Fianna Fáil TD Niall Collins has tonight been appointed as a minister of state in the newly created Department of Higher Education.
In a tweet tonight, Minister for Higher Education Simon Harris welcomed Collins, saying that he was “looking forward to working with the new Minister of State as we create our new Department”.
Collins has held several senior positions in Fianna Fáil, serving as opposition spokesperson for justice and equality and spokesperson for jobs, enterprise and innovation.
Collins lost his portfolio last year, however, after the Irish Independent revealed that he had voted for fellow party member Timmy Dooley on six occasions when Dooley was not present in the chamber.
Both members were sacked from the front bench by Taoiseach Micheál Martin. Collins claimed that he thought Dooley was in the chamber at the time.
According to the Limerick Leader, Collins had been in the running to become government chief whip, but the role was instead given to Fianna Fail’s deputy leader Dara Calleary.
Third-level stakeholders will welcome a move to set up a specific department for higher education. Many, including Provost Patrick Prendergast, have called in recent times for the establishment of one, after higher education got a partial ministry in 2017 as part of the Department of Education.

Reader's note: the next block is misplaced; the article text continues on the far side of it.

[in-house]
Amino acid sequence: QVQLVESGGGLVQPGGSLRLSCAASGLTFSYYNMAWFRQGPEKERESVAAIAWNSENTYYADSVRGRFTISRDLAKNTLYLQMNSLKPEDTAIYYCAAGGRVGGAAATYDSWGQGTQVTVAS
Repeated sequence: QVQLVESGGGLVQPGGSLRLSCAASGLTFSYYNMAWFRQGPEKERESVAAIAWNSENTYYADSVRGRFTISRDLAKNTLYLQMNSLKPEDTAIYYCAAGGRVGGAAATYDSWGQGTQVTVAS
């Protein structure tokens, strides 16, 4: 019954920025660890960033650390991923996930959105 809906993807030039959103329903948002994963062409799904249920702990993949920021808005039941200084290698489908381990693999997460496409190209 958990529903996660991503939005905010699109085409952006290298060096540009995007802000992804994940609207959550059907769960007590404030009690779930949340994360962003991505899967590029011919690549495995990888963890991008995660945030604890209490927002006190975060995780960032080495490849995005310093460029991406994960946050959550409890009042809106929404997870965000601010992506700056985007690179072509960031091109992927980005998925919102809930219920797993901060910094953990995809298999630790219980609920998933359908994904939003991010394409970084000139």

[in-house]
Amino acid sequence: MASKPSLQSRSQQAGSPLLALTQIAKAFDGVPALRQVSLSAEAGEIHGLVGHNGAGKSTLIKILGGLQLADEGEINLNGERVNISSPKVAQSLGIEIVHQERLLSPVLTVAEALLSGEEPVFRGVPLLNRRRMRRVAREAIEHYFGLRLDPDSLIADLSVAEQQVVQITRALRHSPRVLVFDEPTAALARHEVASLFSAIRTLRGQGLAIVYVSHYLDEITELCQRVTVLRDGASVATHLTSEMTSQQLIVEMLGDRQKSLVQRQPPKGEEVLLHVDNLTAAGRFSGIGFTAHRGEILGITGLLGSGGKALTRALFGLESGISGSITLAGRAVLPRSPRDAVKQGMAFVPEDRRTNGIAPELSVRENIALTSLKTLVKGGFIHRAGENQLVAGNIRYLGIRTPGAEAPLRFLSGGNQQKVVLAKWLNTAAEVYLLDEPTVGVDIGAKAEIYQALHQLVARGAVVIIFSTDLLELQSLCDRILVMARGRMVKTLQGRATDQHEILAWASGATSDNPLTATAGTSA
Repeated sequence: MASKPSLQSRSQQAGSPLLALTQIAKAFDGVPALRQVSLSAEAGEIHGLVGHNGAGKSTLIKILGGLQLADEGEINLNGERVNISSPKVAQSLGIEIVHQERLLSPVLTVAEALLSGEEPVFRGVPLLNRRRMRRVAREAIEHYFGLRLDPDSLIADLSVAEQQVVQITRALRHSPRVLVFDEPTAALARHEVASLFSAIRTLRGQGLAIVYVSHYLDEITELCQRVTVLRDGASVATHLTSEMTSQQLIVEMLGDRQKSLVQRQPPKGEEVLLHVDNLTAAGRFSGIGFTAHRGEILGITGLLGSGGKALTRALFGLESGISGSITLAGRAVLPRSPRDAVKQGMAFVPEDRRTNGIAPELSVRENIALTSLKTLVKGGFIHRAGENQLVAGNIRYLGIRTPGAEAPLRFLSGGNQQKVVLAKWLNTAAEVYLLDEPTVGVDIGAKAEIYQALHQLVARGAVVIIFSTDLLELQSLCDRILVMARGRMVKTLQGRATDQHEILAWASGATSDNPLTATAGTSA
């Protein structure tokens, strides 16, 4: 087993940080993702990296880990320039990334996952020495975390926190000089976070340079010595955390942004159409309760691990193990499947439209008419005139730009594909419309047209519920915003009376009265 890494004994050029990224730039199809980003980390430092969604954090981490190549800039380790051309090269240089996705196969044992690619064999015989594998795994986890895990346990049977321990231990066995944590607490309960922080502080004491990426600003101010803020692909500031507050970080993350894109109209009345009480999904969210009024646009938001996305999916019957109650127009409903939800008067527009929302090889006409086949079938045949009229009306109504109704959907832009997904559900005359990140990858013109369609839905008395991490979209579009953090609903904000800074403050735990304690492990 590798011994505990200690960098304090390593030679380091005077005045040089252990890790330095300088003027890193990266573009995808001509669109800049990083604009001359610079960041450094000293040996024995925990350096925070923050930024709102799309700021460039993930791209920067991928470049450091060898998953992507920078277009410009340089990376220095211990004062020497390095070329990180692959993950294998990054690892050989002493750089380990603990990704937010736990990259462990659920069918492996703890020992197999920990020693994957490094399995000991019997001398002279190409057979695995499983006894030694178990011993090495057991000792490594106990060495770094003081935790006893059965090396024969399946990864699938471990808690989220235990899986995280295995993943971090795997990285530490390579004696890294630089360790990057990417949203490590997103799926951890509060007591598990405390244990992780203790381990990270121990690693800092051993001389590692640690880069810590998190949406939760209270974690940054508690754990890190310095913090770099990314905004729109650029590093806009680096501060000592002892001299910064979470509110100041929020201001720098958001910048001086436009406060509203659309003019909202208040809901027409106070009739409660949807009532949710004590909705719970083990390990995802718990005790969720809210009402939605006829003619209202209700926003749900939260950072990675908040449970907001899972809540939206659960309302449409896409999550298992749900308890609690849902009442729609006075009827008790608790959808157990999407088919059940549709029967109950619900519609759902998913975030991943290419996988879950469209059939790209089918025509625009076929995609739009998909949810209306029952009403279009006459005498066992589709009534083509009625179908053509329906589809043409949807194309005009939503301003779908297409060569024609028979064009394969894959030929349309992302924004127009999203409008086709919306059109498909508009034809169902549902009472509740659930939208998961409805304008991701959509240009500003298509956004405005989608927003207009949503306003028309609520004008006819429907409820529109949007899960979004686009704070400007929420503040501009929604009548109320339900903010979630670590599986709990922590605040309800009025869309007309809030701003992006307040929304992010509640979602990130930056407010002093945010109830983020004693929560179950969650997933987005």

University heads have become more full-throated in recent times in their criticisms of the government when it comes to funding for third-level. Last month, Prendergast told Pat Kenny in a Newstalk interview that it’s “not good enough” that education has been deprioritised when it comes to state funding decisions.
The idea of a new Department of Higher Education has been mooted in the past, with Fianna Fáil promising it for the first time last summer and committing to establishing it before February’s general election.
Speaking at the Institute of International and European Affairs in February, Taoiseach Micheál Martin echoed a manifesto commitment to the creation of a new department with responsibility for higher education.
Martin said: “We have to immediately address a funding crisis which threatens quality in our higher education system, to invest more in helping disadvantaged communities.”